This year, in the United States, no.
The USCCB notes on its liturgical calendar:
Since the Solemnity of Mary, the Holy Mother of God on January 1, 2018 falls on a Monday this year, it is not observed as a Holy Day of Obligation.
Catholic Answers explains:
In accord with the provisions of canon 1246 §2 of the Code of Canon Law, the USCCB has ruled: “Whenever January 1, the solemnity of Mary, Mother of God, or August 15, the solemnity of the Assumption, or November 1, the solemnity of All Saints, falls on a Saturday or on a Monday, the precept to attend Mass is abrogated” (www.usccb.org). This covers the bulk of instances in which you will find holy days of obligation dispensed for Latin-rite Catholics in the United States. However, there is one more provision of canon law to keep in mind: “Whenever he judges that it contributes to their spiritual welfare, the diocesan bishop can dispense the faithful from disciplinary laws, both universal laws and those particular laws made by the supreme ecclesiastical authority, for his territory or his subjects” (CIC 87 §1). This means that an individual bishop can dispense the obligation of a holy day of obligation for his diocese. That is why in some U.S. dioceses January 1 is celebrated as a holy day of obligation, and in others it is not.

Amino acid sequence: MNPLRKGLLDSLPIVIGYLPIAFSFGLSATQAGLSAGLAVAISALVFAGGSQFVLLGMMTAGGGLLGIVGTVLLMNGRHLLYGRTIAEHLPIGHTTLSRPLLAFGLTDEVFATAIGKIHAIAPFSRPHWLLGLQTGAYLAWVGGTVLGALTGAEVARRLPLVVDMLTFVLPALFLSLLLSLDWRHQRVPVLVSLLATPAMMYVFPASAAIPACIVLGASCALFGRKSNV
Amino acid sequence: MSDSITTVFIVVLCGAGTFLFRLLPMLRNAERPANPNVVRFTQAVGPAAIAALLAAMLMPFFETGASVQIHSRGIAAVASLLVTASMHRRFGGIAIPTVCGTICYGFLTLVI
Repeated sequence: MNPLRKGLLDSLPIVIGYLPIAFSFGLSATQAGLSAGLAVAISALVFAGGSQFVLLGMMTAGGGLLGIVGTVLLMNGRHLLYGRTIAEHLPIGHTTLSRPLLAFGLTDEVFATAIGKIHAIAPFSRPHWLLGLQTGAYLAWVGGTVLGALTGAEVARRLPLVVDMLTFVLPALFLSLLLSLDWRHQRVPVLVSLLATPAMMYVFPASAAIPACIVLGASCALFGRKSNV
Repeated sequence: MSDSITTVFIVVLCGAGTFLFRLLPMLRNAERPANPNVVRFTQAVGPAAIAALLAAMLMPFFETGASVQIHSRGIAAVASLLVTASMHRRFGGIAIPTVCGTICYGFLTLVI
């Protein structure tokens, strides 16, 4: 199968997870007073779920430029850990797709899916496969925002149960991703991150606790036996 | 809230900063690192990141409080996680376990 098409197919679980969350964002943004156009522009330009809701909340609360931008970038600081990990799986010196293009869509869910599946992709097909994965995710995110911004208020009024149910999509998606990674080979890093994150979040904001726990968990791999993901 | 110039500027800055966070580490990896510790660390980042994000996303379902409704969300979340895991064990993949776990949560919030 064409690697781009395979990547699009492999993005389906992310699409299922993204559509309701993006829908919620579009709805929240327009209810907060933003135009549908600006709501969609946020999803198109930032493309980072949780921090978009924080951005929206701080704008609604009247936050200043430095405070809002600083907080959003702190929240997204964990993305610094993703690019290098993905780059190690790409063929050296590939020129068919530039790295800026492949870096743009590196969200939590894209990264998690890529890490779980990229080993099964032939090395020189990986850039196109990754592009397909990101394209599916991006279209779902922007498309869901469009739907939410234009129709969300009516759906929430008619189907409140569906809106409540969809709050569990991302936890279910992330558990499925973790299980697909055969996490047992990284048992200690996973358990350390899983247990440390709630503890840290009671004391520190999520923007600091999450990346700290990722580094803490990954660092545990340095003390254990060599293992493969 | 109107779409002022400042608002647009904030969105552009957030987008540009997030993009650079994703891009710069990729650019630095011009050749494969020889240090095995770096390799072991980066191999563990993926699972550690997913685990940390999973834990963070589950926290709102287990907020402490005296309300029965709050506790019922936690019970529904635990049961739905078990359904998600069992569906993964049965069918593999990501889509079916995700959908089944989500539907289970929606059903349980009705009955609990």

Nonetheless, in Canada (and, I presume, other places, as well), it is a holy day of obligation.
Confused? Yeah. Me, too. It’s unclear why this has to be the case. But if you’re looking for a great start for the new year, I can’t think of a better way than by attending holy Mass. The responsorial psalm alone offers us an opportunity to recite this great prayer of trusting hope:
R. (2a) May God bless us in his mercy. May God have pity on us and bless us; may he let his face shine upon us. So may your way be known upon earth; among all nations, your salvation. R. May God bless us in his mercy. May the nations be glad and exult because you rule the peoples in equity; the nations on the earth you guide.
A happy and blessed 2018, one and all!